Understand what drives user behavior.
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There I was, looking at an enormous wall of television screens. Each one flashed the exact same scene — a beautiful flower slowly blooming to reveal each petal, pistil, and stamen in exquisite super high definition detail. It was downright sexy. But now it was time to make my choice.
Would I buy the $400 television within my budget or would I splurge on the $500 deluxe model that somehow helped me understand plant biology in a new, more intimate way?
Though every cone and rod in my eyeballs begged me to buy the better one, my more sensible instinct kicked in. “Your budget is $400, remember?” Sighing, I bought the crappy model and braced for a life of media mediocrity.
What are the ethical responsibilities of companies that are able to manipulate human behavior on a massive scale? It’s a question one hopes technologists and designers ask themselves when building world-changing products — but one that hasn’t been asked often enough.
Operant conditioning, intermittent reinforcement, the search for self-actualization — the techniques used by product managers at the world’s largest companies are equal parts psychology and technology. As Sean Parker, founding president of Facebook, recently acknowledged, the company has long been engaged in the business of “exploiting a vulnerability in human psychology.”
Nir’s Note: This post is co-authored with and illustrated by Lakshmi Mani, a product designer working in San Francisco.
You walk into your first yoga class. You’re a little insecure about your weight and how your yoga clothes cling to your body revealing every flaw. You’re nervous about making a fool of yourself.
Your eyes instantly zoom onto the fit model-esque people chatting in the corner. As you walk past them, your ears pick up the tinkle of laughter. My god, are they laughing at me?
You pick a spot in the back of the classroom where no one can see you. The teacher asks everyone to get into crouching fish pose. Do people know this pose?
You flail around on your mat and fall over with a big thump.
Technology is taking over our lives, especially in the workplace. What can we do to put technology in its place to finally get focused work done? Below are resources, tools, and articles for regaining focus in your digital life. These are tools I use myself but is not meant to be an exhaustive list. Full disclosure – I am an investor in Pana.com, one of the companies mentioned in the presentation. If you have tools and tips you’d like to suggest, please share them in the comments section below… Here’s my presentation on how to find focus at work by Slaying the Messaging Monster.
Nir’s Note: This guest post is by Janet Choi, Senior Manager of Product Marketing and Content at Customer.io
Meditation, like any healthy habit, takes repetition to stick. But while the folks behind Calm, a meditation and mindfulness app, knew their product’s core value was helping people to learn and build a meditation practice—initially they didn’t put too much thought into the practice part of it all.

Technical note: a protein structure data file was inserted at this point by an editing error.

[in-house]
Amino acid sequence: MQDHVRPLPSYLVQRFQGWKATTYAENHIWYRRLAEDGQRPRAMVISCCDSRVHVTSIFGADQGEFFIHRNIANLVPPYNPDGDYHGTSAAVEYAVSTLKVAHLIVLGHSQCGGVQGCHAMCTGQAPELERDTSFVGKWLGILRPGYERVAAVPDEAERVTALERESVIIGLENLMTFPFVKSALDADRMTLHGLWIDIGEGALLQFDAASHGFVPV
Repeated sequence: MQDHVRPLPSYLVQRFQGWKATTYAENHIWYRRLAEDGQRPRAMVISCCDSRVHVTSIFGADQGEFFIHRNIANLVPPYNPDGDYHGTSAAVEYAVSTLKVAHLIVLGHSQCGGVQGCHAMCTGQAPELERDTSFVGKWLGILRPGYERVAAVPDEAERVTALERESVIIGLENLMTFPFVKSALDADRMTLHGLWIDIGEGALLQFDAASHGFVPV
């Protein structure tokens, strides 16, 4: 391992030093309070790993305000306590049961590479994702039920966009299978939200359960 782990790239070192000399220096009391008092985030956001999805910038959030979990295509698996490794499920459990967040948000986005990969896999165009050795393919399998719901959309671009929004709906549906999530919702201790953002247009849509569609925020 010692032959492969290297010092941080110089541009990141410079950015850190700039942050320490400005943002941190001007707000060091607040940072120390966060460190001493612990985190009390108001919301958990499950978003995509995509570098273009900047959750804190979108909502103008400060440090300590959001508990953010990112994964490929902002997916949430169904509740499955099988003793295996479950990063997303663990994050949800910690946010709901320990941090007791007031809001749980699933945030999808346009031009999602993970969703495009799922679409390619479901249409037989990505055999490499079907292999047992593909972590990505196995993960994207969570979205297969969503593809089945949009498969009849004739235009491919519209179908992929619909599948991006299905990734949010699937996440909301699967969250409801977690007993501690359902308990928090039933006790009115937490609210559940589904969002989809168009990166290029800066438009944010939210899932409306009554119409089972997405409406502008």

That changed when they dug into their behavior data and discovered that users who had taken pains to schedule a daily reminder in the app’s settings were much more likely to stick around. When they proactively prompted new users to set a daily reminder after completing their first meditation session, Calm saw a 3x increase in daily retention — and according to their analytics platform Amplitude, this boost impacted weekly and monthly retention as well.
Calm increased the success of their product by making it easier for their users to remember to use the app for its core product value.
If you make web or mobile products, you’re actually in the business of task management. You’re counting on your product to become a recurring part of your customers’ lives. In order to accomplish that, you have to motivate your users to build a new habit. read more…
Nir’s Note: This guest post is by Max Ogles, who writes at MaxOgles.com.
On March 27, 1964, Kitty Genovese was brutally attacked and killed in the open streets of New York City. What makes Genovese’s story so tragic is that police later discovered numerous people were aware of Genovese’s distress but never came to her aid. Though the total number of witnesses is disputed, the story stands as an example of the bystander effect, the psychological phenomenon where people are less likely to assist if they know others are around.
But there’s good news. A 2011 research study showed that the bystander effect can actually be reversed. While it’s unlikely you’ll witness a murder, the bystander effect can occur online as well as off. Understanding how to get people to help one another is important for anyone building an online community.
Let’s take a closer look at why the bystander effect occurs and the critical research that shows how to reverse it. read more…
This blog is about the intersection of psychology, technology, and business. I call it "Behavioral Design".
I write to help companies create behaviors that benefit their customers while educating individuals on how to design healthy behaviors in their own lives. Feel free to read more about me here.
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